According to Krämer, some 50,000–55,000 Jews remained in Egypt at the time of the Suez/Sinai War in 1956. Nonetheless, she unwittingly reinforces the prevailing assumption that the creation of the state of Israel in 1948 marked the end of the Egyptian Jewish community because, despite the nominal end date of her book, it contains only a minimal discussion—a mere six pages—of events and issues after 1948. The continued existence of this community in Egypt after 1948 apparently contradicts the Zionist assumption that there could be no normal life for Jews anywhere but Israel, all the more so in an Arab country in a state of war with Israel. The ultimate departure of the great majority of the remaining Jews after 1956 seems to confirm this assumption, albeit belatedly. This book begins on the uncertain terrain delimited by these two moments.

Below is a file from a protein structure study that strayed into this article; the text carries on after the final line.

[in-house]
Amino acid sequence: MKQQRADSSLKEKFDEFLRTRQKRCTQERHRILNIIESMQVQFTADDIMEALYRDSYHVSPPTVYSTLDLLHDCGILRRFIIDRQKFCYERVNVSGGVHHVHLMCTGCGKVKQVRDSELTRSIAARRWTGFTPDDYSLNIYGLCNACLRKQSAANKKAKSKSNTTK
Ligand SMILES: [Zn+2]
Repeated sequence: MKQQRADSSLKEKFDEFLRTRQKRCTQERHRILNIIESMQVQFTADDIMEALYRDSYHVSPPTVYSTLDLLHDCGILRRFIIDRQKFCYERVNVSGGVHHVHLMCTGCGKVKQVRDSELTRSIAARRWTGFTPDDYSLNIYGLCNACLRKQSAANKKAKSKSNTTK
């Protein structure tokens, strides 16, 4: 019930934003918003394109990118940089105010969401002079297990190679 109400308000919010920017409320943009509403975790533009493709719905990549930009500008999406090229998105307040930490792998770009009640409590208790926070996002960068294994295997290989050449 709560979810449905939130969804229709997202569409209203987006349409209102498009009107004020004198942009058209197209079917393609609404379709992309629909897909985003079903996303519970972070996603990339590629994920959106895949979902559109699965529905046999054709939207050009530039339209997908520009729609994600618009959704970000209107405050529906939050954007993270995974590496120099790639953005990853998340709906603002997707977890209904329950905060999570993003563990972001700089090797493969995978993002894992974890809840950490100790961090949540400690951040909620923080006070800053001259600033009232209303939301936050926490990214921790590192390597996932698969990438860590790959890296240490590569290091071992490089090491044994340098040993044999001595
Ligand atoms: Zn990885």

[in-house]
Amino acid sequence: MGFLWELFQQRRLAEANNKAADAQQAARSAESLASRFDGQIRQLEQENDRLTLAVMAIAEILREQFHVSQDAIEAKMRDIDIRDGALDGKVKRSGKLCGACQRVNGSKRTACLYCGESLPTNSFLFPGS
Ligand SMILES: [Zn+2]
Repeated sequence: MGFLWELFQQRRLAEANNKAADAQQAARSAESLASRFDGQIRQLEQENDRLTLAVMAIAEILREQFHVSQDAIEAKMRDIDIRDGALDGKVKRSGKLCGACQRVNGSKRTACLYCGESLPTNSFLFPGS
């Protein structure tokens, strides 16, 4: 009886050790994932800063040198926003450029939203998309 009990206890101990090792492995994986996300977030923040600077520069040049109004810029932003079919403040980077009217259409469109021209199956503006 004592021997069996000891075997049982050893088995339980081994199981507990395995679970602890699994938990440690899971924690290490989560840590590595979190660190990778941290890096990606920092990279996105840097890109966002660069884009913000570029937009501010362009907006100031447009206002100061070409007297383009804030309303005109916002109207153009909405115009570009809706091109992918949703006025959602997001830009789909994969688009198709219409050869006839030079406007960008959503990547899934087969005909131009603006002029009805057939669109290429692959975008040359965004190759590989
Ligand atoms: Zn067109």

The Jews of Egypt
The Egyptian Jewish community was formed by a distinctive process of historical accretion. At its core were indigenous Arabic-speaking Rabbanites and Karaites with a Judeo-Arabic culture, including some who claimed to trace their residence in the country to the pre-Islamic era. They resided primarily in Cairo's Jewish quarter, in the port district of Alexandria, and in several provincial towns. Indigenes composed perhaps 20,000 of the 75,000–80,000 Jews in Egypt in 1948 (only 65,639 were recorded in the 1947 census, but this is commonly regarded as an undercount).